Football Sweetheart is a great read that brought back so many high school memories. The characters are relatable, and the story keeps you guessing until the very end. I can’t wait to read more about Aimee and her friends! I highly recommend this book. ~T. Hunt

I love the vivid descriptions of how important high school football is in West Texas and how it shapes every persons life in the small town. The fact that the book is a “murder mystery” is just a bonus….who doesn’t love a good “who done it” novel? ~ M. McWilliams

Football Sweetheart is a promising first from Tiffany A. White. The story contains all the required elements of a mystery, capturing your attention from Chapter One. High school innocence evaporates in a heartbeat when a popular girl disappears. Her best friend singles herself out to find the victim and stumbles onto more than she bargained for. There are no secrets in this small West Texas town, or are there? A brisk read full of twists and turns as each character carries you toward the conclusion. Looking forward to the next book in this series. ~ E. Meyer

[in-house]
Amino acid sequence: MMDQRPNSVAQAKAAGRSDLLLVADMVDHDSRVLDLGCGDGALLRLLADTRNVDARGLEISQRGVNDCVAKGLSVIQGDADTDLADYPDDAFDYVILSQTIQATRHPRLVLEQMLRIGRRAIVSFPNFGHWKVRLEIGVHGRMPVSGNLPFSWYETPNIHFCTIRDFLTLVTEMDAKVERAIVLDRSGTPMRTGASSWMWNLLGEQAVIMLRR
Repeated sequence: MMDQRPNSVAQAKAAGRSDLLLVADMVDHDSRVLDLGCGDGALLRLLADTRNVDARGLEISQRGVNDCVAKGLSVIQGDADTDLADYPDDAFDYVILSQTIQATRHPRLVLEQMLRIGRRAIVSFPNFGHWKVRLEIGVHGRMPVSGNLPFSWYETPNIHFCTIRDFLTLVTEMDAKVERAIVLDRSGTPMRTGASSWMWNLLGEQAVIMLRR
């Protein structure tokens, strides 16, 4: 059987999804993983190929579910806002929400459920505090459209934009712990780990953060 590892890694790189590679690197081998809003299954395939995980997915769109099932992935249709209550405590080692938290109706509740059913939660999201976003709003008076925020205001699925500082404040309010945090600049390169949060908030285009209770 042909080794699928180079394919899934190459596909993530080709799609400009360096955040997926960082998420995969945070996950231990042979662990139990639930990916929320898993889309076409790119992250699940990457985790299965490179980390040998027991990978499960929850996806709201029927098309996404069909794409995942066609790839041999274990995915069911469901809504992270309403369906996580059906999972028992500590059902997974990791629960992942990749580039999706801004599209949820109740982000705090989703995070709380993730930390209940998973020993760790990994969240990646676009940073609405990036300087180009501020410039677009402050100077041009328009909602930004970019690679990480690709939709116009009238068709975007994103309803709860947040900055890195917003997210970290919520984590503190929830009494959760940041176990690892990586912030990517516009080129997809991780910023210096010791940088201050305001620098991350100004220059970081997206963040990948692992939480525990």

Tele-Tuesday: A Shout-Out to the All the Inbetweeners

I don’t know how often kids today watch MTV, but I’m a real-life, breathing child of the music channel…

In the’80s, the new Music Television channel changed pop culture forever with music videos—thank you, MTV!  In the ‘90s, the network began to slowly drift away from the music videos, and started airing original broadcasts such as Road Rules and The Real World, animations including Beavis and Butthead and Celebrity Deathmatch, and even a few popular game shows like Remote Control and Singled Out—the show that put Jenny McCarthy and Carmen Electra on the map.  By 2000, rarely could we flip channels to MTV and actually watch a music video.  Instead, we’d find The Osbournes, where we’d watch Ozzy and Sharon wrangle their children and many small dogs around their house; or we’d watch Ashton Kutcher play pranks on celebrities on Punk’d; and, sometimes we’d even watch Newlyweds: Nick and Jessica so that we could laugh at just how silly that girl could be.  Since then, MTV has continued to launch more and more reality shows: Laguna Beach, NEXT, My Super Sweet 16, and the craziest of them all, Jersey Shore.  And, who could forget one of the biggest hits of all MTV programming—Jackass?

MTV’s Teen Wolf – pretty people and the supernatural… normal teen television today